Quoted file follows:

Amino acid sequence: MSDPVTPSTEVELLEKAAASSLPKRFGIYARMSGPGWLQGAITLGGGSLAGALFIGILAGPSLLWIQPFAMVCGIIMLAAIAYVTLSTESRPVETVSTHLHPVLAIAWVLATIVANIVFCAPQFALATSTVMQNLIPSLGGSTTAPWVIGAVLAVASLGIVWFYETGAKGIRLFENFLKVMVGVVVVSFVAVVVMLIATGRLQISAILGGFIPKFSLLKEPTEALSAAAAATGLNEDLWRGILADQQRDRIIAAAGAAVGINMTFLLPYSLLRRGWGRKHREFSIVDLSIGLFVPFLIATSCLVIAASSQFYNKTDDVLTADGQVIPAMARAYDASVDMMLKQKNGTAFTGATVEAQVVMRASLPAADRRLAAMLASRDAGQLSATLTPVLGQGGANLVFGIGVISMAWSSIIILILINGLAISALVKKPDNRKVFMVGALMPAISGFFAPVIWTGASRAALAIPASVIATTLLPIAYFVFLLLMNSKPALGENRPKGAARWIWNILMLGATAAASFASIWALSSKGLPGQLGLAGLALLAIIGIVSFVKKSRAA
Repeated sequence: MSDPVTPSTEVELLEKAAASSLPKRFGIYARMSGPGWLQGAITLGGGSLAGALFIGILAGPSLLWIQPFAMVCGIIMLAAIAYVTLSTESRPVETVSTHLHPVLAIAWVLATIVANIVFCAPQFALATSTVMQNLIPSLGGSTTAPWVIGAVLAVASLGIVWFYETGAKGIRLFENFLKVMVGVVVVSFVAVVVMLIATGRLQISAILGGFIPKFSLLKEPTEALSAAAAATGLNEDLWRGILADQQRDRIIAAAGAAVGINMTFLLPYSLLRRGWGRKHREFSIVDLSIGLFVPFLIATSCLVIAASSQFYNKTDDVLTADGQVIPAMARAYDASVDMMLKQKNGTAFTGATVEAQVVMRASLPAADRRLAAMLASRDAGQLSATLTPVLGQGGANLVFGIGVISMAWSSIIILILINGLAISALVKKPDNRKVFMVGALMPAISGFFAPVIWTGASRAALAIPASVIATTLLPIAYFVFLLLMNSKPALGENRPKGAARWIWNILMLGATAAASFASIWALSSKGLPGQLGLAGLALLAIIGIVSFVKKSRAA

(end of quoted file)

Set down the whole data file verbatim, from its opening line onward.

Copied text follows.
Amino acid sequence: MSDPVTPSTEVELLEKAAASSLPKRFGIYARMSGPGWLQGAITLGGGSLAGALFIGILAGPSLLWIQPFAMVCGIIMLAAIAYVTLSTESRPVETVSTHLHPVLAIAWVLATIVANIVFCAPQFALATSTVMQNLIPSLGGSTTAPWVIGAVLAVASLGIVWFYETGAKGIRLFENFLKVMVGVVVVSFVAVVVMLIATGRLQISAILGGFIPKFSLLKEPTEALSAAAAATGLNEDLWRGILADQQRDRIIAAAGAAVGINMTFLLPYSLLRRGWGRKHREFSIVDLSIGLFVPFLIATSCLVIAASSQFYNKTDDVLTADGQVIPAMARAYDASVDMMLKQKNGTAFTGATVEAQVVMRASLPAADRRLAAMLASRDAGQLSATLTPVLGQGGANLVFGIGVISMAWSSIIILILINGLAISALVKKPDNRKVFMVGALMPAISGFFAPVIWTGASRAALAIPASVIATTLLPIAYFVFLLLMNSKPALGENRPKGAARWIWNILMLGATAAASFASIWALSSKGLPGQLGLAGLALLAIIGIVSFVKKSRAA
Repeated sequence: MSDPVTPSTEVELLEKAAASSLPKRFGIYARMSGPGWLQGAITLGGGSLAGALFIGILAGPSLLWIQPFAMVCGIIMLAAIAYVTLSTESRPVETVSTHLHPVLAIAWVLATIVANIVFCAPQFALATSTVMQNLIPSLGGSTTAPWVIGAVLAVASLGIVWFYETGAKGIRLFENFLKVMVGVVVVSFVAVVVMLIATGRLQISAILGGFIPKFSLLKEPTEALSAAAAATGLNEDLWRGILADQQRDRIIAAAGAAVGINMTFLLPYSLLRRGWGRKHREFSIVDLSIGLFVPFLIATSCLVIAASSQFYNKTDDVLTADGQVIPAMARAYDASVDMMLKQKNGTAFTGATVEAQVVMRASLPAADRRLAAMLASRDAGQLSATLTPVLGQGGANLVFGIGVISMAWSSIIILILINGLAISALVKKPDNRKVFMVGALMPAISGFFAPVIWTGASRAALAIPASVIATTLLPIAYFVFLLLMNSKPALGENRPKGAARWIWNILMLGATAAASFASIWALSSKGLPGQLGLAGLALLAIIGIVSFVKKSRAA